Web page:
Jiří Štěpánek
More information: (Mr Jiří Štěpánek)

National Historic Landmark – Reverent Area Ležáky

Ležáky was a small settlement of eight houses and a water mill, which was the only building connected to electricity. The village population was fifty people including fifteen children and youngsters under the age of 18. Most of the children attended primary school in Včelákov and municipal school in Skuteč. While the men worked mostly as labourers in granite quarries, the women looked after their smallholdings.

Shortly after the occupation of Czechoslovakia in March 1939 by the German army the Ležáky citizens and a few neighbouring villages initiated a resistance organisation called ČENDA. The inception of this group involved mainly the lessee of the quarry Hluboká, František Vaško, his brother and a manager of the same quarry, Jindřich Vaško from Miřetice, a machinist employed in the quarry, Karel Svoboda also from Miřetice, Čeněk Bureš, a citizen of Ležáky and road transport owner, then miller of the mill in Ležáky Jindřich Švanda, his brother-in law  Josef Šťulík, Ležáky quarry employee Černík Miloš Stantejský and a very important person – chief constable Karel Kněz from Vrbatův Kostelec. These eight brave men formed the core of a group that eventually grew to more than 25 members and it found contact-men in the great national resistance network known as ÚVOD (Central Management of Home Resistance) and PVVZ (Petition Committee of Faithful Forever).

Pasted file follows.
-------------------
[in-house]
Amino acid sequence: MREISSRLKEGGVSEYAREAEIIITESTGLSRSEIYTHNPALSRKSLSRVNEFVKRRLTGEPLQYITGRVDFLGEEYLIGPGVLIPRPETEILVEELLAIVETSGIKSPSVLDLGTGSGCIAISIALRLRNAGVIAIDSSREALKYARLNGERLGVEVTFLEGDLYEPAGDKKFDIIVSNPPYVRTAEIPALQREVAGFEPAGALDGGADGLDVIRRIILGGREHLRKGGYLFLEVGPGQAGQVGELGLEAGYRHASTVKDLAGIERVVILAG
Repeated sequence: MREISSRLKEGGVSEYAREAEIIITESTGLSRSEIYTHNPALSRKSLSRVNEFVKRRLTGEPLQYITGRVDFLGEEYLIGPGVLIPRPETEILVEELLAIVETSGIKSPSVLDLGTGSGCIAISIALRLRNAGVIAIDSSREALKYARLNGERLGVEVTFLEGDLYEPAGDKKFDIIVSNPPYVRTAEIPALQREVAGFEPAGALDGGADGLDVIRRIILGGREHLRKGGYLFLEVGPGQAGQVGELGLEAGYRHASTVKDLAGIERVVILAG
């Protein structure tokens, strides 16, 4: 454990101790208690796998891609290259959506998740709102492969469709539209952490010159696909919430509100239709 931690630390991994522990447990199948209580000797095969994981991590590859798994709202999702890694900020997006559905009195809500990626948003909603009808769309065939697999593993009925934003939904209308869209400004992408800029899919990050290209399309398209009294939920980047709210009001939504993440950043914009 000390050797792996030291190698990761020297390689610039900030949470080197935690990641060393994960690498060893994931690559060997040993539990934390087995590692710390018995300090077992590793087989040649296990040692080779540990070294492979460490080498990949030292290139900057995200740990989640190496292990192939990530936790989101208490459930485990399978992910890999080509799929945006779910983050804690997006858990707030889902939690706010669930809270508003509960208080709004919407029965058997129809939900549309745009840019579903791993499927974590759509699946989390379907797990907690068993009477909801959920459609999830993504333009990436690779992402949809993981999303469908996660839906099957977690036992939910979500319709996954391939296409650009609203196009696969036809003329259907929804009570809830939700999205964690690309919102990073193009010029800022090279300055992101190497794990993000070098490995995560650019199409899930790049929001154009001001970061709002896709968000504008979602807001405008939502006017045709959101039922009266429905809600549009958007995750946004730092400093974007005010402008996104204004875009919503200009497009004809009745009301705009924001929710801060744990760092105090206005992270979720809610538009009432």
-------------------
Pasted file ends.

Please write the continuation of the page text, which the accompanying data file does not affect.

The ČENDA organisation, named after Čeněk Bureš, covered the surrounding villages (Nasavrky – 9km, Chrast - 7km, Skuteč – 8km, Hlinsko – 10km). The network of local resistance fighters consisted mainly of workers in nearby granite quarries. They “purloined” explosives from unregistered stock for the resistance group purposes. We cannot forget to mention members of surrounding police stations who covered for these “purloins” with insufficient investigations and  during 1939 they even provided numbers of weapons from a police warehouse. The police also enabled the destruction of records of fire arms certificates and explosives necessary in quarries, which provided room for further uncontrolled spread of weapons to resistance organisations. Sergeant Karel Kněz tried to push the same measures for other police offices in the area. The ČENDA organisation was a group limited to numbers of friends-resistance fighters who maintained connection with larger resistance networks in the area. The most important connection was provided from Ležáky by František Vašek with the area of Pardubice and from there to Prague. An important political figure, who brought first paratroopers to the Ležáky area, was the leader of Social Democratic Party, Bohumil Laušman. After his immigrating to Great Britain in 1939, he gave the II. (Intelligence) Department of the Czechoslovak Ministry of National Defence in Exile located in London all the addresses of reliable local citizens. Thanks to those contacts, in early October 1941, the first paratrooper, who managed to land in the Protectorate, František Pavelka (Operation PERCENTAGE) found his hideout in Nasavrky nearby Ležáky. During a single half-year from 1941 to April 1942, there was a total of four landings from England in the vicinity of Ležáky, ie PERCENTAGE, SILVER A, SILVER B and INTRANSITIVE.